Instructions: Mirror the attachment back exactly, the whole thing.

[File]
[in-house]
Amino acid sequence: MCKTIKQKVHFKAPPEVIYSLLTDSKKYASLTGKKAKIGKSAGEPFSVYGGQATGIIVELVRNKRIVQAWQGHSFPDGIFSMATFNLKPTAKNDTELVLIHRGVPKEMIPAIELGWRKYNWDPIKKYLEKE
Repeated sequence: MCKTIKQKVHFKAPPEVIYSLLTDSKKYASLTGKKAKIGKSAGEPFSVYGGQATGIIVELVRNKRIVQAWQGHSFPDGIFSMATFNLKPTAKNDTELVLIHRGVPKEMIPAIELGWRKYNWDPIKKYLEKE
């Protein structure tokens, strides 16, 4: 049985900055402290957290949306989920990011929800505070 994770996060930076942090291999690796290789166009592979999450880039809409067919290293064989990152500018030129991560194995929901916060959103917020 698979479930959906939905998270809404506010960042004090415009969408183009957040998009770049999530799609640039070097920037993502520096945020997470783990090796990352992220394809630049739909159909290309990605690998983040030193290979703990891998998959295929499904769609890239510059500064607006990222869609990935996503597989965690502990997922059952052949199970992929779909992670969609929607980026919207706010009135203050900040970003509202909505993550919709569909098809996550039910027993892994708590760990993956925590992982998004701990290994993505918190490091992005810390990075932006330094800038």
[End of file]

[in-house]
Amino acid sequence: MCKTIKQKVHFKAPPEVIYSLLTDSKKYASLTGKKAKIGKSAGEPFSVYGGQATGIIVELVRNKRIVQAWQGHSFPDGIFSMATFNLKPTAKNDTELVLIHRGVPKEMIPAIELGWRKYNWDPIKKYLEKE
Repeated sequence: MCKTIKQKVHFKAPPEVIYSLLTDSKKYASLTGKKAKIGKSAGEPFSVYGGQATGIIVELVRNKRIVQAWQGHSFPDGIFSMATFNLKPTAKNDTELVLIHRGVPKEMIPAIELGWRKYNWDPIKKYLEKE
């Protein structure tokens, strides 16, 4: 049985900055402290957290949306989920990011929800505070 994770996060930076942090291999690796290789166009592979999450880039809409067919290293064989990152500018030129991560194995929901916060959103917020 698979479930959906939905998270809404506010960042004090415009969408183009957040998009770049999530799609640039070097920037993502520096945020997470783990090796990352992220394809630049739909159909290309990605690998983040030193290979703990891998998959295929499904769609890239510059500064607006990222869609990935996503597989965690502990997922059952052949199970992929779909992670969609929607980026919207706010009135203050900040970003509202909505993550919709569909098809996550039910027993892994708590760990993956925590992982998004701990290994993505918190490091992005810390990075932006330094800038």